All articles from Social Sciences >>>

The most recent press releases about innovation >>>

Die letzten 5 Focus-News des innovations-reports im Überblick:

Im Focus: Regensburg physicists watch electron transfer in a single molecule

For the first time, an international team of scientists based in Regensburg, Germany, has recorded the orbitals of single molecules in different charge states in a novel type of microscopy. The research findings are published under the title “Mapping orbital changes upon electron transfer with tunneling microscopy on insulators” in the prestigious journal “Nature”.

The building blocks of matter surrounding us are atoms and molecules. The properties of that matter, however, are often not set by these building blocks...

Im Focus: University of Konstanz gains new insights into the recent development of the human immune system

Scientists at the University of Konstanz identify fierce competition between the human immune system and bacterial pathogens

Cell biologists from the University of Konstanz shed light on a recent evolutionary process in the human immune system and publish their findings in the...

Im Focus: Transformation through Light

Laser physicists have taken snapshots of carbon molecules C₆₀ showing how they transform in intense infrared light

When carbon molecules C₆₀ are exposed to an intense infrared light, they change their ball-like structure to a more elongated version. This has now been...

Im Focus: Famous “sandpile model” shown to move like a traveling sand dune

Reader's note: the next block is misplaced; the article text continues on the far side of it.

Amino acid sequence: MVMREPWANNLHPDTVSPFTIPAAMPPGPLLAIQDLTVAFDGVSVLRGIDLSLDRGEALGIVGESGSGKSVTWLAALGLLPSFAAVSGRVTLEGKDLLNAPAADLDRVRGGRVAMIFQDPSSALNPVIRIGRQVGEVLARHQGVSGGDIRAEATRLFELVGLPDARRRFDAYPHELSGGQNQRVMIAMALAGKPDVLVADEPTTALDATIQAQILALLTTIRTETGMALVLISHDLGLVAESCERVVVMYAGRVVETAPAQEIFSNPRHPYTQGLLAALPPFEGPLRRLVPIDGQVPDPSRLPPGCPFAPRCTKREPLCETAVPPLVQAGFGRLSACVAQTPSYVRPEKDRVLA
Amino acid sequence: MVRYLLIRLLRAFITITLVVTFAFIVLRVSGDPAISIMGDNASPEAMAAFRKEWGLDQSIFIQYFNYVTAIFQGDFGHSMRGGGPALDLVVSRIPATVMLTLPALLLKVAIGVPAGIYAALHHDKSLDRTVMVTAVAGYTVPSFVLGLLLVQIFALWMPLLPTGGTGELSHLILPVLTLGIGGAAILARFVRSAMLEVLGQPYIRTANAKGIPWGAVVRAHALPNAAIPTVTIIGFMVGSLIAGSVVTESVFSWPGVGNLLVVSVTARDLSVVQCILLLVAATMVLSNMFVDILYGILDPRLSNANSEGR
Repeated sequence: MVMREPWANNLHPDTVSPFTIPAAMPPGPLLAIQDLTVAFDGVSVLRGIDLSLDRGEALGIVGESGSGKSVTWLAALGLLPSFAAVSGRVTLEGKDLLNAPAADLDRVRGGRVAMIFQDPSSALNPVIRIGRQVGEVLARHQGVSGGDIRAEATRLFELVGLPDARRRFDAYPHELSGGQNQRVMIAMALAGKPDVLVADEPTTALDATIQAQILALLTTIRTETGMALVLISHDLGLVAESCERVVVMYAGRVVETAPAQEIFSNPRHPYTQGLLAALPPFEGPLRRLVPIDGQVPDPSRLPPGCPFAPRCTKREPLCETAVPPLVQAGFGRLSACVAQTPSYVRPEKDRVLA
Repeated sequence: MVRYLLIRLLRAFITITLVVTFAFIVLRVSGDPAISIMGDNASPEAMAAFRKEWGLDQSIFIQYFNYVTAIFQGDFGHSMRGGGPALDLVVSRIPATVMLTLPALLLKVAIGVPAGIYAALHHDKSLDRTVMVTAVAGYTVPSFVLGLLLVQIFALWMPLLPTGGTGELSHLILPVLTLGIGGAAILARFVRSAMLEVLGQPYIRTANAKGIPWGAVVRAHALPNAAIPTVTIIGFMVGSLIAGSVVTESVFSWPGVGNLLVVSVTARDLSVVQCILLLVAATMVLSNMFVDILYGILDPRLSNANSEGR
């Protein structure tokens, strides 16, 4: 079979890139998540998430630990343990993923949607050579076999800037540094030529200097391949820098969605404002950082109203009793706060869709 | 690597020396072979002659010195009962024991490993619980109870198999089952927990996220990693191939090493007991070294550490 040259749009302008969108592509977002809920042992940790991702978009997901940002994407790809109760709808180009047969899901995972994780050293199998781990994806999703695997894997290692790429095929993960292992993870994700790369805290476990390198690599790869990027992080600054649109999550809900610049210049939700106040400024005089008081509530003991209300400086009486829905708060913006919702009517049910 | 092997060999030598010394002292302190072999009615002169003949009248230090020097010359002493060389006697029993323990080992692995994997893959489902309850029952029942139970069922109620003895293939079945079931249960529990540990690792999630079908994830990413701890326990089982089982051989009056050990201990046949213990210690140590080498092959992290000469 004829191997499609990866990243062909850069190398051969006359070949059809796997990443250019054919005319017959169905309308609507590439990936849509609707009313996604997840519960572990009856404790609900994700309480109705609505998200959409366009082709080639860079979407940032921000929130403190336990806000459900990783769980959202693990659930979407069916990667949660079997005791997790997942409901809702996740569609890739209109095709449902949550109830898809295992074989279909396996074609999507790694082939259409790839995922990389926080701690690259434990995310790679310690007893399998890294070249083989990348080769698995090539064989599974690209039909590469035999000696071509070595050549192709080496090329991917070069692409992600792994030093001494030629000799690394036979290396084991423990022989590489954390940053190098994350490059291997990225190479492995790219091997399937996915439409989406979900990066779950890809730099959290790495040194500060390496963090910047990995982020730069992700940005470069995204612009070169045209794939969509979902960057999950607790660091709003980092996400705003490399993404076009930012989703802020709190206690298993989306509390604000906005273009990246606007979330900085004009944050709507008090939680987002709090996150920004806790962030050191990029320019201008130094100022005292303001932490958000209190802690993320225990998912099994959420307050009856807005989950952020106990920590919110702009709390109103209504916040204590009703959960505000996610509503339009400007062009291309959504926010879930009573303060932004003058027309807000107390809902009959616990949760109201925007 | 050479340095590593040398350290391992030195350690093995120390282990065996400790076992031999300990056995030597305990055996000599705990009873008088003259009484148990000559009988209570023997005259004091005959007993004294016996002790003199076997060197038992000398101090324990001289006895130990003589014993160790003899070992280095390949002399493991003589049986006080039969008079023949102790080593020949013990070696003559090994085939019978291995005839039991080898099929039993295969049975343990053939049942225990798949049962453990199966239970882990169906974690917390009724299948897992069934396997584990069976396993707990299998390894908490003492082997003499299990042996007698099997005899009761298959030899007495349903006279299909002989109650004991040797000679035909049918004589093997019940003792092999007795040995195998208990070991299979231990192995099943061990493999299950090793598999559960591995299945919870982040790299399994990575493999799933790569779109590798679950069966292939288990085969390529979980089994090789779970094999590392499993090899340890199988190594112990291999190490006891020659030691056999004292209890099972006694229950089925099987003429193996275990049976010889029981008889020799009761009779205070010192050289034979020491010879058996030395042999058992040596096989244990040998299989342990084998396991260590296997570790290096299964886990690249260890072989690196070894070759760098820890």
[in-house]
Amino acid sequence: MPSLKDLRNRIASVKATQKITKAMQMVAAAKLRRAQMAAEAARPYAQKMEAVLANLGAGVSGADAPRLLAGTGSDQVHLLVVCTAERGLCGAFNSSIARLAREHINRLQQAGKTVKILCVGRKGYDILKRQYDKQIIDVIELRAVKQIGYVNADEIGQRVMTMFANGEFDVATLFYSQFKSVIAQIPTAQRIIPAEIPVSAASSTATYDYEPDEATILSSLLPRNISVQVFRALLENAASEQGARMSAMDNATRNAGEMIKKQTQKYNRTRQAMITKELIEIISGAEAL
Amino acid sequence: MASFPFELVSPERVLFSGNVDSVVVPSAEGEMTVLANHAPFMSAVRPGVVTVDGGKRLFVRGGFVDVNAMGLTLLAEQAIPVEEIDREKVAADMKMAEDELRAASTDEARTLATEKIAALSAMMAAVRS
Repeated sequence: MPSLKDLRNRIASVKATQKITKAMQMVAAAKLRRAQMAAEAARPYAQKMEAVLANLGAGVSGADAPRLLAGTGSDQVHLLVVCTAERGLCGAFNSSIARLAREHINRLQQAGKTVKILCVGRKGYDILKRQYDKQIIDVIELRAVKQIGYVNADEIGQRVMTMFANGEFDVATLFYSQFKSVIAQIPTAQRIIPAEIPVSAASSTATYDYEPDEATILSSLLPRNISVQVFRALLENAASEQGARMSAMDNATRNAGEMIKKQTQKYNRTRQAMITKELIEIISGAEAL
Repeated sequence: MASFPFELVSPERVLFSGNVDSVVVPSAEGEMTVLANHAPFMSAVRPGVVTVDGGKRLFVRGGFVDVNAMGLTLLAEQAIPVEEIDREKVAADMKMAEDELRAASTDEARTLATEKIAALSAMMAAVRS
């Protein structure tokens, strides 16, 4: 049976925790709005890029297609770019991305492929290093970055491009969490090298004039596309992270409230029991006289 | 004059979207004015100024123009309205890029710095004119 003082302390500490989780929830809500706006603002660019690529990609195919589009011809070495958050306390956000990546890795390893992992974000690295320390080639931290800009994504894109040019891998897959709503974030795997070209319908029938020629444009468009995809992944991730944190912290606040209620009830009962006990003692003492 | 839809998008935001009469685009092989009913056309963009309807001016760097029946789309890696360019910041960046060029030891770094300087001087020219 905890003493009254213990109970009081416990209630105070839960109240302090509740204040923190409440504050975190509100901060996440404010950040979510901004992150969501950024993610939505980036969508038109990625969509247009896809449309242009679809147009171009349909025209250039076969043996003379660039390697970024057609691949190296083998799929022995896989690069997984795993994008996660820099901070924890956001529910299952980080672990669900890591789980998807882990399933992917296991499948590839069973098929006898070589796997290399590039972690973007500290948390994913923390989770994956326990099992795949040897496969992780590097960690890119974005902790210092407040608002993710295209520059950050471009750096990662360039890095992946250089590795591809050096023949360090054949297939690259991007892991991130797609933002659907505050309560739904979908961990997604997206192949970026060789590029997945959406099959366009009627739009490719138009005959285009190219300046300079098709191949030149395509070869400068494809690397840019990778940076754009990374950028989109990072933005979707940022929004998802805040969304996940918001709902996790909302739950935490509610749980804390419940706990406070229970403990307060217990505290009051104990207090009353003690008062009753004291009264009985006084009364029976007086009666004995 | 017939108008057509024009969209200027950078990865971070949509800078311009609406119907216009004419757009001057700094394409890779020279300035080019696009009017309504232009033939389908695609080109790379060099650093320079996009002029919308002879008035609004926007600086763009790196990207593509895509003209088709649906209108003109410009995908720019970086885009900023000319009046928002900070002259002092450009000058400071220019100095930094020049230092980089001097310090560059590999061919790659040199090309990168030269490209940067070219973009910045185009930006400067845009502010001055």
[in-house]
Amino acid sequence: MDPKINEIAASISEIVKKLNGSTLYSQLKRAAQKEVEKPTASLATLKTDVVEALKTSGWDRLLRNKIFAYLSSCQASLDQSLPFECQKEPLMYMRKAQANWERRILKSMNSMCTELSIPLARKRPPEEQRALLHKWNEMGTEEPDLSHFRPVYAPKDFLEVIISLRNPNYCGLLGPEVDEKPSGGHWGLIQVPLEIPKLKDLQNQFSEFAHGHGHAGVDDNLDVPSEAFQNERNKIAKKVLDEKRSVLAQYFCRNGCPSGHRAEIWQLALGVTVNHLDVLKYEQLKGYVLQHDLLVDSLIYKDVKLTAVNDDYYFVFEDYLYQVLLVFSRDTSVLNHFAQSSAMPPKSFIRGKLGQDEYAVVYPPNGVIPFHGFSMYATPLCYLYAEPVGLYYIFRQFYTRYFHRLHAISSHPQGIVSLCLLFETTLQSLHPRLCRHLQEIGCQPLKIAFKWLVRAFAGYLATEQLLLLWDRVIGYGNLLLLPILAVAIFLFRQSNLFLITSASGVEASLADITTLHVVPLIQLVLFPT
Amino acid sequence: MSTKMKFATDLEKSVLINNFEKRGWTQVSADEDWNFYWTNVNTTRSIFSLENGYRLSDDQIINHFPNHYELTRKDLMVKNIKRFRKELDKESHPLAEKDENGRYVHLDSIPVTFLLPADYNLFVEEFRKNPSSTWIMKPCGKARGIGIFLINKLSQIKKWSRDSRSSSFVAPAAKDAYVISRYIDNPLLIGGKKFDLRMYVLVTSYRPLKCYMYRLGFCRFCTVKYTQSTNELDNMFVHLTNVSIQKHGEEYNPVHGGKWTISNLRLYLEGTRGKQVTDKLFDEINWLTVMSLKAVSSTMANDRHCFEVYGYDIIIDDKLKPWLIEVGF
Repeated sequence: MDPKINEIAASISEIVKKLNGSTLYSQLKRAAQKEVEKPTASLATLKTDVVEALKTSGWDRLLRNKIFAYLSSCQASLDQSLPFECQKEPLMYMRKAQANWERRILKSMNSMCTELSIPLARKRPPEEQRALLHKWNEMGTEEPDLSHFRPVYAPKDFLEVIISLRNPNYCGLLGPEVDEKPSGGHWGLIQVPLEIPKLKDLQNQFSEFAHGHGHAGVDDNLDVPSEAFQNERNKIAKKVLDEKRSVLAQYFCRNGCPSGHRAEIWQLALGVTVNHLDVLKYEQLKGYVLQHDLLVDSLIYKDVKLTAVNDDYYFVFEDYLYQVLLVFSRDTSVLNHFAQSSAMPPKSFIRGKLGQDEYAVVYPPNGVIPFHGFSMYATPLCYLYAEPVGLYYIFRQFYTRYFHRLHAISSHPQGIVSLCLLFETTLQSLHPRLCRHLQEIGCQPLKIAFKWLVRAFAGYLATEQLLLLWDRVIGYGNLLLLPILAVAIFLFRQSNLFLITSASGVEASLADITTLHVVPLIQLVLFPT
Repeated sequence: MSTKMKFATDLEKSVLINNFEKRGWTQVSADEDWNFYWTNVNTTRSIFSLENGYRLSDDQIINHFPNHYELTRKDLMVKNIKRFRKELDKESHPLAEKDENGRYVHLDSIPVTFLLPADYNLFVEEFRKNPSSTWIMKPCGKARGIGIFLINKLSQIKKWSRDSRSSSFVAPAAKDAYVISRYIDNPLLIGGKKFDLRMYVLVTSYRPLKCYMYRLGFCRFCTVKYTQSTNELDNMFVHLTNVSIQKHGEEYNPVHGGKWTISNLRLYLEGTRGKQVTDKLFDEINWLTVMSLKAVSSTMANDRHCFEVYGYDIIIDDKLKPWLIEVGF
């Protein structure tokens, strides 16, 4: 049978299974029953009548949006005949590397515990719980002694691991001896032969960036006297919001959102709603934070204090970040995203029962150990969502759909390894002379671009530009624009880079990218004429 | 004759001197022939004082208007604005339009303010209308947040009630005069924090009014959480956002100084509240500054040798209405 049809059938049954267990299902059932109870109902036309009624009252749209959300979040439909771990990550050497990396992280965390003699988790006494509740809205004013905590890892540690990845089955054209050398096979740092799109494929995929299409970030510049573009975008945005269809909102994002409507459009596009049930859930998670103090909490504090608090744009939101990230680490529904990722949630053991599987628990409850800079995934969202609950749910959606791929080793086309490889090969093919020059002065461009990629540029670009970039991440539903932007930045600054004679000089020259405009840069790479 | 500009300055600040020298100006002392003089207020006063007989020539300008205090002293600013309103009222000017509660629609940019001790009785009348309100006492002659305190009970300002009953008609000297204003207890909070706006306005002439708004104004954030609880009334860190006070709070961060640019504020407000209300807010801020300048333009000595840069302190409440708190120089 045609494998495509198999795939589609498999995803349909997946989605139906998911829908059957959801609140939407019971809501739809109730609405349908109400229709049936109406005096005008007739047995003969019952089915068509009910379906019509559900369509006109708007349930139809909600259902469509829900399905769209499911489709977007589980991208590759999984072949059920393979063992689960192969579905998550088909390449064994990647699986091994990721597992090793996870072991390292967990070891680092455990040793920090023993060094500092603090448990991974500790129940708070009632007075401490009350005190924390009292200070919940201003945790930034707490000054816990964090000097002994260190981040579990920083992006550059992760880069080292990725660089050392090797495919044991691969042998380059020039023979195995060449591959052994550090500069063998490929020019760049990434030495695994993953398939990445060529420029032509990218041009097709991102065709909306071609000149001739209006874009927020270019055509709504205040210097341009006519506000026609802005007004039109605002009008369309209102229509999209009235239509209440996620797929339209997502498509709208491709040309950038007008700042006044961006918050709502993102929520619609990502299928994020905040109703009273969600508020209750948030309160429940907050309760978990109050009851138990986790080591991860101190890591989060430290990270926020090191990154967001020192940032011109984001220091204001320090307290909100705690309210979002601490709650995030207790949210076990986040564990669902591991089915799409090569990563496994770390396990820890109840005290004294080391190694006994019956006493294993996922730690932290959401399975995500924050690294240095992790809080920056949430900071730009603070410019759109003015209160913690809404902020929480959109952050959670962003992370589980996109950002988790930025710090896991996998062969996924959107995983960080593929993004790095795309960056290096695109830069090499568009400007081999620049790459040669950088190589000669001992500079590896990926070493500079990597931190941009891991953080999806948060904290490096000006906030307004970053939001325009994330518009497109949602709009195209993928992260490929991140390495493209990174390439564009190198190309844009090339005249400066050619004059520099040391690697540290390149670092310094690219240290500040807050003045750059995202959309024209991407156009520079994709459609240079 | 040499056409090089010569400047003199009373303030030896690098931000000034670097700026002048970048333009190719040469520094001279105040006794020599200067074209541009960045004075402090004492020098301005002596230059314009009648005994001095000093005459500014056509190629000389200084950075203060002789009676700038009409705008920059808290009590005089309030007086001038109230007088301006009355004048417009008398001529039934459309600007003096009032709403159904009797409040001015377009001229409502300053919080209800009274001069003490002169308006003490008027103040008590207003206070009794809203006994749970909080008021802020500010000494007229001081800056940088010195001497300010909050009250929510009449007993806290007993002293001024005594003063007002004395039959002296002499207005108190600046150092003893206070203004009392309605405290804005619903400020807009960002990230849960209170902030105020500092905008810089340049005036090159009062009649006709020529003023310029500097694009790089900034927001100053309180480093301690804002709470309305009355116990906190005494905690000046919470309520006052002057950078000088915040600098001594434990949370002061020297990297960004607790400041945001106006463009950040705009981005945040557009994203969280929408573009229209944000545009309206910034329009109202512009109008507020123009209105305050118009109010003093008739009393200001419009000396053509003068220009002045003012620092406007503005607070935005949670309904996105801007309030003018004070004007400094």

Researchers at IST Austria find new property of important physical model. Results published in PNAS

The so-called Abelian sandpile model has been studied by scientists for more than 30 years to better understand a physical phenomenon called self-organized...

Im Focus: Cryo-force spectroscopy reveals the mechanical properties of DNA components

Physicists from the University of Basel have developed a new method to examine the elasticity and binding properties of DNA molecules on a surface at extremely low temperatures. With a combination of cryo-force spectroscopy and computer simulations, they were able to show that DNA molecules behave like a chain of small coil springs. The researchers reported their findings in Nature Communications.

DNA is not only a popular research topic because it contains the blueprint for life – it can also be used to produce tiny components for technical applications.

All Focus news of the innovation-report >>>

Anzeige

Anzeige

VideoLinks
Industry & Economy
Event News

Global Legal Hackathon at HAW Hamburg

11.02.2019 | Event News

The world of quantum chemistry meets in Heidelberg

30.01.2019 | Event News

Our digital society in 2040

16.01.2019 | Event News

 
Latest News

Gravitational waves will settle cosmic conundrum

15.02.2019 | Physics and Astronomy

Spintronics by 'straintronics'

15.02.2019 | Physics and Astronomy

Platinum nanoparticles for selective treatment of liver cancer cells

15.02.2019 | Life Sciences

VideoLinks
Science & Research
Overview of more VideoLinks >>>